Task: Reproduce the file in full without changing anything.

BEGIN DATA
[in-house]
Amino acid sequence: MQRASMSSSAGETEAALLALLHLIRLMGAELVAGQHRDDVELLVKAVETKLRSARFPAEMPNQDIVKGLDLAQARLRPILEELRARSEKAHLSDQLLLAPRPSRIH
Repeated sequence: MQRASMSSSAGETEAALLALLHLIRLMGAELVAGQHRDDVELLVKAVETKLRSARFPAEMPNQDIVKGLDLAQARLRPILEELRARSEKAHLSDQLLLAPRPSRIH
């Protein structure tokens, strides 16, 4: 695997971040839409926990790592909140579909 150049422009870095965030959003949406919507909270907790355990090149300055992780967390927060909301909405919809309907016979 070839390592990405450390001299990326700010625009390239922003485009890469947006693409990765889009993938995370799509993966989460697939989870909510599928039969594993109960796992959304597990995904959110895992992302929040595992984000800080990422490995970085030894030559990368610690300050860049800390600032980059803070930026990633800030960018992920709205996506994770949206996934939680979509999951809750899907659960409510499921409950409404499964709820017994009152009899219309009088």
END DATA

[in-house]
Amino acid sequence: MQRASMSSSAGETEAALLALLHLIRLMGAELVAGQHRDDVELLVKAVETKLRSARFPAEMPNQDIVKGLDLAQARLRPILEELRARSEKAHLSDQLLLAPRPSRIH
Repeated sequence: MQRASMSSSAGETEAALLALLHLIRLMGAELVAGQHRDDVELLVKAVETKLRSARFPAEMPNQDIVKGLDLAQARLRPILEELRARSEKAHLSDQLLLAPRPSRIH
């Protein structure tokens, strides 16, 4: 695997971040839409926990790592909140579909 150049422009870095965030959003949406919507909270907790355990090149300055992780967390927060909301909405919809309907016979 070839390592990405450390001299990326700010625009390239922003485009890469947006693409990765889009993938995370799509993966989460697939989870909510599928039969594993109960796992959304597990995904959110895992992302929040595992984000800080990422490995970085030894030559990368610690300050860049800390600032980059803070930026990633800030960018992920709205996506994770949206996934939680979509999951809750899907659960409510499921409950409404499964709820017994009152009899219309009088």